Monday, June 2, 2008

Step 1: Removing the deck hardware.

Take a good look at your deck hardware. A lot of it will not need to be removed for the purposes of the deck restoration. The cleats and stanchions are on pads that the deck will flow around. Having said that, remove the deck hardware. Now is a good time to clean, inspect and rebed them. Your going to make a mess down below with the headliners anyways so why not.

To estimate how much time it will take, do you best guess and then double it. It will certainly take twice a long. We’re only removing a few bolts, right? Yes, but those bolts are in every conceivable nook and cranny plus you will have to remove various trim, headliners and a few will probably snap off and have to be drilled out.

I put each deck hardware piece in a plastic baggy and labeled it with my new label maker (See previous post). My daughter thought using that was pretty fun too!

I bought from a kindergarten teacher a bunch of storage bins and rack at a yard sale for $5. Those bins were great for storing all the various components I took off the boat. Each major area or piece of equipment got it own bin. When it comes time to put everything back, it is hoped that everything will be able to be located. I have my fingers crossed.

One more tool

Sometimes the old stuff is better. I have found that an old bit brace is extremely handy for removing flathead screws. I have replaced the typical auger for drilling holes with a flathead screw bit. You can fashion one of those from an old screwdriver. Simply cut if off the handle and flatten a few sides of so that it won’t turn in the brace.

With this device, you can really bear down on a flathead screw. With applying your weight directly on top of the screw and the extra leverage you get from the handle, you can loosen just about any screw. If the brace is a ratcheted type, that is even better.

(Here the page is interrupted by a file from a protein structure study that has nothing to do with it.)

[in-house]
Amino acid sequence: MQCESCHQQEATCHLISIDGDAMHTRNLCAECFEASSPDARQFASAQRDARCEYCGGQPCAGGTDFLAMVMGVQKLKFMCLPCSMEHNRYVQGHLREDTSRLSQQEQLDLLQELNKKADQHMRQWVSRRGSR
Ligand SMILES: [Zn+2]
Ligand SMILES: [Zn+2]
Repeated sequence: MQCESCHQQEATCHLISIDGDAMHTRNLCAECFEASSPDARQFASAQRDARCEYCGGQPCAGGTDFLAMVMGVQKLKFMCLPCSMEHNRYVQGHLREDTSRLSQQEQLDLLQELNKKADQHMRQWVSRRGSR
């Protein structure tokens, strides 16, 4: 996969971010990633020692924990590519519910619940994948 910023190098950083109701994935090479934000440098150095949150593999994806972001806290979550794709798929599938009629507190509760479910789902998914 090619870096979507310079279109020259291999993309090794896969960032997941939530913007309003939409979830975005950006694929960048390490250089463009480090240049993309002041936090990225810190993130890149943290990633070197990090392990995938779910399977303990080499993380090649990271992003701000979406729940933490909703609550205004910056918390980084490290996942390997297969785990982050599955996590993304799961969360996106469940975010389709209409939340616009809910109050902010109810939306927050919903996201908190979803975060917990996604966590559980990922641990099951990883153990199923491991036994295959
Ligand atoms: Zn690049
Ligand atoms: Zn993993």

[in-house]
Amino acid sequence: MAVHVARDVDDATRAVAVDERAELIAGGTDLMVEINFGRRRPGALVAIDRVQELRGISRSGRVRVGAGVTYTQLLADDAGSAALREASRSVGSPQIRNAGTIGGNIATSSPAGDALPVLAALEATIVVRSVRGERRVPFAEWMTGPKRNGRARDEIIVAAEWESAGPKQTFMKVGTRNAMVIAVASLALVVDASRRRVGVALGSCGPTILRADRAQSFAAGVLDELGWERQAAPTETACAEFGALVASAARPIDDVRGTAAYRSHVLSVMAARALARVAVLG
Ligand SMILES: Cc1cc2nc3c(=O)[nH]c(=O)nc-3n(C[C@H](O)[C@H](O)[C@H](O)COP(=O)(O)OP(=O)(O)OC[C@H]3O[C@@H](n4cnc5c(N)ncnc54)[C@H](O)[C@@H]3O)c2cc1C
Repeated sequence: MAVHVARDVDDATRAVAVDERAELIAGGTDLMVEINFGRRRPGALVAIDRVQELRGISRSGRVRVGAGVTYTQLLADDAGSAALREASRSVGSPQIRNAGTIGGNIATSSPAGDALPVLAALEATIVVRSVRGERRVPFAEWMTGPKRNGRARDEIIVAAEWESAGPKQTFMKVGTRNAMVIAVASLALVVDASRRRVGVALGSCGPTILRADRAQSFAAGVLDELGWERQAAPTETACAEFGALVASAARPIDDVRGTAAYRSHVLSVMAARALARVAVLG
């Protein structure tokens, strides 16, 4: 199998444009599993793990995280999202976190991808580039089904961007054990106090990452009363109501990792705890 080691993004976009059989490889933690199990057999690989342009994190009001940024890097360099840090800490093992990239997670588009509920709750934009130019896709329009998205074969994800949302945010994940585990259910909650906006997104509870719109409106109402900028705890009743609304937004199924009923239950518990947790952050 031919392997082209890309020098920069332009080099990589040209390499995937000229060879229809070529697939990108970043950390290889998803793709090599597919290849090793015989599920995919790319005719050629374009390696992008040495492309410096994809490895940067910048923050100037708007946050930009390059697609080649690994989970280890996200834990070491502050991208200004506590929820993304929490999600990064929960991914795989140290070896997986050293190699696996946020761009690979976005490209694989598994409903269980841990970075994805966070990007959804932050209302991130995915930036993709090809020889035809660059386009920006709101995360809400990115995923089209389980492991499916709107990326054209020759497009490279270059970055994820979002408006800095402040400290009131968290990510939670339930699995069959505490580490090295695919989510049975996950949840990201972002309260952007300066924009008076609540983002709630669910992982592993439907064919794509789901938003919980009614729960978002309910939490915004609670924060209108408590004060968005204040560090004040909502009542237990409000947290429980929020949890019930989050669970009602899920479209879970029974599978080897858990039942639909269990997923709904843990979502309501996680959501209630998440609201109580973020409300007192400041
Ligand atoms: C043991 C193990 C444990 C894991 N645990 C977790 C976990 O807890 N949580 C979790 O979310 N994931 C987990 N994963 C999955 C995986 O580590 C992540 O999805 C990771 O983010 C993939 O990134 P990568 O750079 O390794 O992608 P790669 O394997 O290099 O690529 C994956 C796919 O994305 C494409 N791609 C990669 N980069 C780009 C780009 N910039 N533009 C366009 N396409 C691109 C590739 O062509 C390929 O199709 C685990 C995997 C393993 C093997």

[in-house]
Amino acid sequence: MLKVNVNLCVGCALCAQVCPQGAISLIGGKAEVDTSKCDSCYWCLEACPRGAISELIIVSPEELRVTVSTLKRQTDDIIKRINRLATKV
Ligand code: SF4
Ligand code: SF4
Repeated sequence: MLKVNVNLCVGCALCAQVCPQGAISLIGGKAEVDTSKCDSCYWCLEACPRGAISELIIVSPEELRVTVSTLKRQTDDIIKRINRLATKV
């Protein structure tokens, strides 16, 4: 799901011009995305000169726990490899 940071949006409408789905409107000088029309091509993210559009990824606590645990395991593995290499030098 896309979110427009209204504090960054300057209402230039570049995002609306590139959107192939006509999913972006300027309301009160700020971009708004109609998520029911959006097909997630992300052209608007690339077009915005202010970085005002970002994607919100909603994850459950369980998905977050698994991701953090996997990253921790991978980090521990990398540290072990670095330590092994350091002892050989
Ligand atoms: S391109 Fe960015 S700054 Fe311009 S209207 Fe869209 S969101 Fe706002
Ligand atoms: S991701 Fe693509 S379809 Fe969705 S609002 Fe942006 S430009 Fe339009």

One of the more useful times for the bit brace was removing the screws from the cabin sole panels. Several of the screws were under the settee overhang which would have been impossible with a regular screwdriver. With the bit brace, I was able to put the brace on the screw and the handle part extended around the edge of the settee. With the ratcheted feature, it was no problem to take out the screws.
So if you see one of these gems at a yard sale, buy it.

Thursday, May 22, 2008

New Steering Part

My very talented brother-in-law who is a machinist/fabricator was able to take the broken part and fashion a new one. We modified the original design so that it will be easier and stronger. First, he split the pedestal coupling in half and put tabs on the side for bolts. This allowed for the part to be taken off without having to slide it all the way down the shaft.

Second, he really beefed up the span between the two couplings. The previous owners fix was child's play compared to this solution. He also added two threaded holes for grease fittings. This will allow me to put grease where it is needed and not where it is not needed.
Thirdly, all the parts were cleaned and painted with two coats of epoxy primer. Not only does this make them look like new but will also keep them from rusting (as much as that is possible).